Use These 5 P’s To Become A Travel Writer
It’s 18 months since I decided to become a travel writer. From the very beginning, I saw this as being far more than a hobby for me. I wanted to treat it as a new business, building it up from scratch. First, though, I needed quality information from people in the industry. That’s what brought me to the Ultimate Travel Writer’s Workshop.
In the week after the workshop, I put together my plan. Step one was obvious: I needed credibility, which meant collecting by-lines so I could demonstrate my competence and reliability. Unless I wanted to spend the vast majority of my time on marketing myself, I knew I had to build relationships with individual editors that would give me repeat business. Over the next year, I grossed all of $138… but collected 25 by-lines and some lovely testimonials to put on my new website. (I felt like Amazon during its first six years of existence. I was so empowered!)
Sending queries to all manner of publications to get assignments and develop some cash flow was next, but I also needed to get on FAM and press trip lists. I wanted to at least be considered before my 25 by-lines became old news. I wrote to the CVBs of every community in my state that had one. And, of course, I directed each of them to my shiny new website. They wanted to know how many monthly visitors I had on my website, what social media I used, and how many followers I had on Facebook, Twitter, etc. With the website up and running, social media now had to become part of my platform, too.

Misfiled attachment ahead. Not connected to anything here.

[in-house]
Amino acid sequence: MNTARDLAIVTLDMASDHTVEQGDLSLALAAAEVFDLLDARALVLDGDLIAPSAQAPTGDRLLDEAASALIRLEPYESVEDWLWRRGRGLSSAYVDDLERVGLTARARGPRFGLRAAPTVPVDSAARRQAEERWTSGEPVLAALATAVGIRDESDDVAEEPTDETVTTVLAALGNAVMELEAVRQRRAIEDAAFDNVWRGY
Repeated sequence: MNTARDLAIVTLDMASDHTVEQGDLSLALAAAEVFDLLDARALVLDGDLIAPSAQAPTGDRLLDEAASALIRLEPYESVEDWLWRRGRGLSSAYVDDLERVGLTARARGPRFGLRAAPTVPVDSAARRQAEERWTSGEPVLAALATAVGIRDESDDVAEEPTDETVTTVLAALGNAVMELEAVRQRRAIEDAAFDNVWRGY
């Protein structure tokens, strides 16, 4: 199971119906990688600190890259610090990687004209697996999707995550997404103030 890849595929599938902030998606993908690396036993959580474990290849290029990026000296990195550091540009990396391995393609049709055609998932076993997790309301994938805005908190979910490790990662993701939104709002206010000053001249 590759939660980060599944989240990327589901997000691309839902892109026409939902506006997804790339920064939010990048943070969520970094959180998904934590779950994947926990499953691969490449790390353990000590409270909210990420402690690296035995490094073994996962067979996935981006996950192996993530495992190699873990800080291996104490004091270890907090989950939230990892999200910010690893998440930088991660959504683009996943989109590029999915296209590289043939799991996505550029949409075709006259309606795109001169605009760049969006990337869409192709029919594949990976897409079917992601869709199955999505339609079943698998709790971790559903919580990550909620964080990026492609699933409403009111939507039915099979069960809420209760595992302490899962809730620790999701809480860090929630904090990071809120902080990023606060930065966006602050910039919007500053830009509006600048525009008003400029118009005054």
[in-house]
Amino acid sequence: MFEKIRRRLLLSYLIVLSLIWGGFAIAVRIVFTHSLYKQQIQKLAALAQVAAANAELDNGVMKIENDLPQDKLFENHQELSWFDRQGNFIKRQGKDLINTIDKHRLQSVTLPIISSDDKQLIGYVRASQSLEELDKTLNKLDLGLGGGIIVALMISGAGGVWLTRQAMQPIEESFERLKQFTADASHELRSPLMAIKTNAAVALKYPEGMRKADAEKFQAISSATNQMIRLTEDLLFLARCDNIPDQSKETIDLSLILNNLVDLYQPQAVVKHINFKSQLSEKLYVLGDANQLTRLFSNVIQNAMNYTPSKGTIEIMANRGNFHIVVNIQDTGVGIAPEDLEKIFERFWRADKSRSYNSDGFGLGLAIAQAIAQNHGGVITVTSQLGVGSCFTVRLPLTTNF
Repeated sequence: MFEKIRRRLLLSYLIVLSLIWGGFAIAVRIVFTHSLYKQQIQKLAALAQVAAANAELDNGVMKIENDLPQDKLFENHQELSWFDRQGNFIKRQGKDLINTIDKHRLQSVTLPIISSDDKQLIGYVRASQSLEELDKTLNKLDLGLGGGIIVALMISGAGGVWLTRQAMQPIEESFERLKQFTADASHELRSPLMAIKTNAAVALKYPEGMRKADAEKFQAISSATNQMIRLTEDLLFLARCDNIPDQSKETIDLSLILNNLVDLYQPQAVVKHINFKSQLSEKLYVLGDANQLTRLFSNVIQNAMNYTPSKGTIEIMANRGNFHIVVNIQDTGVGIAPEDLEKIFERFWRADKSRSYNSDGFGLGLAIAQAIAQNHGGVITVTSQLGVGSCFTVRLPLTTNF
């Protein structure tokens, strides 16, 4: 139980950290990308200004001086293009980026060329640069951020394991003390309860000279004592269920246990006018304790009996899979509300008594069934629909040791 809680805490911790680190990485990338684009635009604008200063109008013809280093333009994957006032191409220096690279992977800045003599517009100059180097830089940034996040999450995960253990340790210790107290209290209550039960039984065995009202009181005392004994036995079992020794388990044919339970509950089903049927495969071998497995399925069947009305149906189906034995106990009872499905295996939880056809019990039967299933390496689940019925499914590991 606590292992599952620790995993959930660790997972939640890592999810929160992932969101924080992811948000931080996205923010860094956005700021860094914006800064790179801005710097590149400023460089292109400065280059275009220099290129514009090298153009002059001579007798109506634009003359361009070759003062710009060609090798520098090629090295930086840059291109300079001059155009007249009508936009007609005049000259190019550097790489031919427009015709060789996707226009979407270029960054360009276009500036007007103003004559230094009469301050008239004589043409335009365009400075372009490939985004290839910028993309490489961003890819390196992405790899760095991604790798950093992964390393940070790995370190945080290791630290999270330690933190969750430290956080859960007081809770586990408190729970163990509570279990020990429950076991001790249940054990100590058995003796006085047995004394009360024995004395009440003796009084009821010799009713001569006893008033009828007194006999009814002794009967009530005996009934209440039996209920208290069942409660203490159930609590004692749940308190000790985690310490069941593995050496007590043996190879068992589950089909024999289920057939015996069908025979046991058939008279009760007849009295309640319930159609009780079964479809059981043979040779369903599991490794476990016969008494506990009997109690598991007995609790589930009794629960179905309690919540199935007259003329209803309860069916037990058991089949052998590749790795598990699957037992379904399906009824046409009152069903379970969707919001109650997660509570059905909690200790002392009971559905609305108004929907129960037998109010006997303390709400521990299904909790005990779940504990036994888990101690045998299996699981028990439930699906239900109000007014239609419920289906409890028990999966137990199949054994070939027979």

I admit I was a social media dunce and had been temporarily locked out of both Facebook and Twitter. Fortunately, the local library offered free social media classes, with one-on-one tutoring, and my instructor was a lifesaver. I still struggle with it, but I’m slowly learning how to make it work.
And the best news is that, in between classes, I started getting invitations to FAM tours! I could barely believe it. Everything I’d been told at the travel-writing workshop was working. People were contacting me and asking would I please come and be their guest.
As the slowest in the class, I’ve learned to be patient and not to compare myself with others. Persistence is important—doing the groundwork and going after the by-lines—so that, eventually, editors and FAM tour organizers are coming to you. Above all, hold on to the passion you have for what you do. Enjoy the journey, and the rewards will come.
[Editor’s Note: Learn more about how you can fund your travels and make an extra income with photography, travel writing, blogging, and more in our free online newsletter The Right Way to Travel. Sign up here today and we’ll send you a new report, Profit From Your Photos: A Quick-Start Guide, completely FREE.]